The most maligned Yankee of 2010 is showing signs of redemption. With his commanding 3-1 win over the Baltimore Orioles on Tuesday, Javier Vazquez took one more in a recent set up steps towards emulating the pitcher that took the mound so successfully for the Atlanta Braves in 2009.
The season stats still aren't pretty. Even after registering seven innings on Monday, allowing only one run on four hits while striking out seven, Vazquez still holds a bloated 6.06 ERA and a rotational low 4-6 record.
But in his last 26 innings pitched (four starts and one relief appearance), Vazquez has sported a 2.76 ERA, allowing only eight runs on 18 hits and striking out 23 to only eight walks. His dominance over the lowly Orioles may be nothing to trumpet but his other appearances have come against the Tigers, Red Sox, Mets, and Twins, with only Minnesota giving him problems in that span.
Vazquez's recent stats somewhat mirror those of the pitcher Yankees' general manager Brian Cashman believed he was getting when he made the trade with Atlanta, surrendering the popular switch-hitting Melky Cabrera to give the 34-year-old pitcher a second run in New York. While his career has been a statistical roller coaster ride, the pitcher who has always held great peripherals, even in his rough years, was dominating in 2009. The default ace of the Atlanta staff, Javy posted career lows in ERA (2.87), WHIP (1.026) and H/9 (7.4). But throughout the entirety of April and half of May Vazquez was absolutely horrendous in 2010, getting blasted all over the ball park, never lasting more than 5 1/3 innings until he began his recent run of success against Detroit on May 12 (a game he lost but allowed only two runs in).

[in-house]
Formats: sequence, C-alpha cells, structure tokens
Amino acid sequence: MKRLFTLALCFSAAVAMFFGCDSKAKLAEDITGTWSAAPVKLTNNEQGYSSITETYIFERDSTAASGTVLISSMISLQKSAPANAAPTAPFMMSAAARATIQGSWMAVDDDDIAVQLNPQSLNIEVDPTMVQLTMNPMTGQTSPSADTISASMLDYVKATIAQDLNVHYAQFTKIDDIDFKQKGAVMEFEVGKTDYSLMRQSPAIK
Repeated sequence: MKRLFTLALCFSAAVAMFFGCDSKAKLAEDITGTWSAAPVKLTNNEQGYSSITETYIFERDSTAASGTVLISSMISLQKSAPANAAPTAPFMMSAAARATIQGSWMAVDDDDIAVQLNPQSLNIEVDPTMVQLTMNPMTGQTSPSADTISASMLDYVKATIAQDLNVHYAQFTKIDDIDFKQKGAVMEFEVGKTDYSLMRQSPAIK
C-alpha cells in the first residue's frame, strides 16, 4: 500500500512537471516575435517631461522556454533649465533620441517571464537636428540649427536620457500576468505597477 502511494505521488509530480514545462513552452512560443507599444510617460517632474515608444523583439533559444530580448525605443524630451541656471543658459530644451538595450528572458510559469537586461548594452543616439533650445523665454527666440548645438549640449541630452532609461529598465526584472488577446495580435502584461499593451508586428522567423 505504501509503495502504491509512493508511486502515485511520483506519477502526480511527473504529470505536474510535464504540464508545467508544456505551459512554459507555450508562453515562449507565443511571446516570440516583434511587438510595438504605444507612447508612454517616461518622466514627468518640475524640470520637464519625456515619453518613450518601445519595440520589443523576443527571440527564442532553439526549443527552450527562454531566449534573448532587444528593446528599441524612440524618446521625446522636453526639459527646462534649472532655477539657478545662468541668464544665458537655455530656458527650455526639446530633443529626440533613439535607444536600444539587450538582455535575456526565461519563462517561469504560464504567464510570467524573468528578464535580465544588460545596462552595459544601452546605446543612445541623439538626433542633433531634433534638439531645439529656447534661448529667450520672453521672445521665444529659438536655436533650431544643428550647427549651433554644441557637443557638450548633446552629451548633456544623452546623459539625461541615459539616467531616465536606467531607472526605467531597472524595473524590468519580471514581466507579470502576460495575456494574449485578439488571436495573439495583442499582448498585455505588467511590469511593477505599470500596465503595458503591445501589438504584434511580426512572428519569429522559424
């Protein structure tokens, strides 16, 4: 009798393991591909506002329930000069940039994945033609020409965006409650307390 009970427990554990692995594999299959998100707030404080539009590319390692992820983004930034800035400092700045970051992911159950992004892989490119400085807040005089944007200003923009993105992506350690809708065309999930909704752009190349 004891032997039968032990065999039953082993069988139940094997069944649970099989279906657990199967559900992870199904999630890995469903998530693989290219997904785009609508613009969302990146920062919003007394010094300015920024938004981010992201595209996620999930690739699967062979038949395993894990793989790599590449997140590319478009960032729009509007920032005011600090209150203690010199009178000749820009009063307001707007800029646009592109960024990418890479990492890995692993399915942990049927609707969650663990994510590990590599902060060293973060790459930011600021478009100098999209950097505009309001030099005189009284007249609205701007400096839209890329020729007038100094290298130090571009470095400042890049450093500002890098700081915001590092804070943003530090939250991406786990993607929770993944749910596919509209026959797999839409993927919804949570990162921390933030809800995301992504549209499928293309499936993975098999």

Vazquez ended April to a chorus of Bronx cheers. The media and the fans alike were quick to condemn the pitcher, believing him to be, at best, no better than he was in 2004 and, at worst, a disastrous mistake that needed to be traded or designated immediately. Typical New York hysteria, although not totally unwarranted given the inarguable stats. But after Tuesday night's start, it is time for the Yankee Universe to take a collective deep breath, step back, and give the talented Vazquez a chance to prove his worth in the New York rotation.
He'll never be the ace of the staff, but with CC Sabathia, A.J. Burnett, and Andy Pettitte, that was never the expectation. And with Phil Hughes' continuing evolution into an elite pitcher, Vazquez may not even need to be a great "4th" starter, ignoring where he technically pitches in the rotation.
Javy Vazquez may end up being the 5th best starter that the Yankees run out to the mound in 2010. But if he can keep up his recent proficiency — and history indicates he should on some level — Vazquez will be, without a doubt, the best 5th starter in the game and the Yankees will have the top rotation in all of baseball.